url <- 'http://www.trumptwitterarchive.com/data/realdonaldtrump/%s.json'
all_tweets <- map(2009:2017, ~sprintf(url, .x)) %>%
  map_df(jsonlite::fromJSON, simplifyDataFrame = TRUE) %>%
  mutate(created_at = parse_date_time(created_at, "a b! d! H!:M!:S! z!* Y!")) %>%

As of today, it contains 31548, including the text, device, and the number of retweets and favourites. (Also impressively, it updates hourly, and since September 2016 it includes tweets that were afterwards deleted).

Devices over time

My analysis from last summer was useful for journalists interpreting Trump’s tweets since it was able to distinguish Trump’s tweets from those sent by his staff. But it stopped being true in March 2017, when Trump switched to using an iPhone.

Let’s dive into at the history of all the devices used to tweet from the account, since the first tweets in 2009.


all_tweets %>%
  mutate(source = fct_lump(source, 5)) %>%
  count(month = round_date(created_at, "month"), source) %>%
  complete(month, source, fill = list(n = 0)) %>%
  mutate(source = reorder(source, -n, sum)) %>%
  group_by(month) %>%
  mutate(percent = n / sum(n),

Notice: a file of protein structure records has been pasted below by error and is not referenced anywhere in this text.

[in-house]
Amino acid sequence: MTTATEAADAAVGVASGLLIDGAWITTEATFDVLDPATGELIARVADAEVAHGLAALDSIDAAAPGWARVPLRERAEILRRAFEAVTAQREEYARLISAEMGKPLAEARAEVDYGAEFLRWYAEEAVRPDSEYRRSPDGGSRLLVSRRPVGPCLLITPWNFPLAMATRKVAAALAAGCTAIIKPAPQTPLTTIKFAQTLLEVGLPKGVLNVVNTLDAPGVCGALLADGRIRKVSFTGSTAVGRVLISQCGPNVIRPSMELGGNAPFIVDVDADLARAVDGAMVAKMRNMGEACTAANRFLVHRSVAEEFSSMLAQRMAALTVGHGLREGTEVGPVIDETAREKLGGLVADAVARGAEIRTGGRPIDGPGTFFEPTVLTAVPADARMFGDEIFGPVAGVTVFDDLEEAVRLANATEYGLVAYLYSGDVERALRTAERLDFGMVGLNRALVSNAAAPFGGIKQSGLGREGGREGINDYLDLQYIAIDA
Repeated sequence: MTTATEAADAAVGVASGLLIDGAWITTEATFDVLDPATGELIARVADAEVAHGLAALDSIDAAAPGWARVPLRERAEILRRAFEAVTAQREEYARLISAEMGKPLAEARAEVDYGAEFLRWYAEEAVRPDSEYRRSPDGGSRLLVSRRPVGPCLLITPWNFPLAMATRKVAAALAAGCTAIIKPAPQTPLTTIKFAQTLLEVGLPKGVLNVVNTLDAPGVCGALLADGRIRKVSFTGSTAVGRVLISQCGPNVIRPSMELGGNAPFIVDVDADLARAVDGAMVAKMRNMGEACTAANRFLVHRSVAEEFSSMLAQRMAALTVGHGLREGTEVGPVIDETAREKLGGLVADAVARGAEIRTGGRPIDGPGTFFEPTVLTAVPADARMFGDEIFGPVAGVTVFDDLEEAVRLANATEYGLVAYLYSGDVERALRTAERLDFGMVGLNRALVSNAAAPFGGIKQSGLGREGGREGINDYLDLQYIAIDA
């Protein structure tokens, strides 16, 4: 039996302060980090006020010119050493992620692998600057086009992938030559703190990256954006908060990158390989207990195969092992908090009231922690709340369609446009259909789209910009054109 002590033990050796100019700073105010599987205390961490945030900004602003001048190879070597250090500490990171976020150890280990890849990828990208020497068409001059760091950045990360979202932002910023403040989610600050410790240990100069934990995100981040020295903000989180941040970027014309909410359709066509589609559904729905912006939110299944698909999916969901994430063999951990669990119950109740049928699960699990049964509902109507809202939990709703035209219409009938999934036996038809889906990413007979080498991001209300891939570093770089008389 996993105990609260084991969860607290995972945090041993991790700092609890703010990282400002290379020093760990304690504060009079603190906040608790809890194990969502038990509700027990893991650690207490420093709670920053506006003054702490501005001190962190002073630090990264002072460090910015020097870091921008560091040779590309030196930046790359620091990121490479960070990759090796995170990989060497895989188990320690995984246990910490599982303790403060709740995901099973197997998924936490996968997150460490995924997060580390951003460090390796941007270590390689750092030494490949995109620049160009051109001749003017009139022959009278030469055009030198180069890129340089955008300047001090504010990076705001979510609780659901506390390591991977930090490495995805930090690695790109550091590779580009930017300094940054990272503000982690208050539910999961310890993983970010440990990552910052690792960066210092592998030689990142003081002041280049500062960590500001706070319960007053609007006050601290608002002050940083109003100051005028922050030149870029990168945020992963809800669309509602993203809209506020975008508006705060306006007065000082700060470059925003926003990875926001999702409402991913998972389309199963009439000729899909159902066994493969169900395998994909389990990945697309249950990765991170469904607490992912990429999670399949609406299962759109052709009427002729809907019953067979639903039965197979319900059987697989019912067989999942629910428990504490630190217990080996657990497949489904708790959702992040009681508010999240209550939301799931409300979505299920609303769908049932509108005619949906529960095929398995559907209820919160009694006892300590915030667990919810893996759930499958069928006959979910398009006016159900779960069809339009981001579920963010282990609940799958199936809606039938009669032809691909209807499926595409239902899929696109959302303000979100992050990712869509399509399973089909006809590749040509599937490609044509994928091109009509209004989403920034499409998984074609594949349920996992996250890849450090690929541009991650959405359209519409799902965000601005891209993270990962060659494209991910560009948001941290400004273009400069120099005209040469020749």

maximum = cumsum(percent),
         minimum = lag(maximum, 1, 0)) %>%
  ggplot(aes(month, ymin = minimum, ymax = maximum, fill = source)) +
  geom_ribbon() +
  scale_y_continuous(labels = percent_format()) +
  labs(x = "Time",
       y = "% of Trump's tweets",
       fill = "Source",
       title = "Source of @realDonaldTrump tweets over time",
       subtitle = "Summarized by month")


A number of different people have clearly tweeted for the \@realDonaldTrump account over time, forming a sort of geological strata. I’d divide it into basically five acts:

  • Early days: All of Trump’s tweets until late 2011 came from the Web Client.
  • Other platforms: There was then a burst of tweets from TweetDeck and TwitLonger Beta, but these disappeared. Some exploration (shown later) indicate these may have been used by publicists promoting his book, though some (like this one from TweetDeck) clearly either came from him or were dictated.
  • Starting the Android: Trump’s first tweet from the Android was in February 2013, and it quickly became his main device.
  • Campaign: The iPhone was introduced only when Trump announced his campaign by 2015. It was clearly used by one or more of his staff, because by the end of the campaign it made up a majority of the tweets coming from the account. (There was also an iPad used occasionally, which was lumped with several other platforms into the “Other” category). The iPhone reduced its activity after the election and before the inauguration.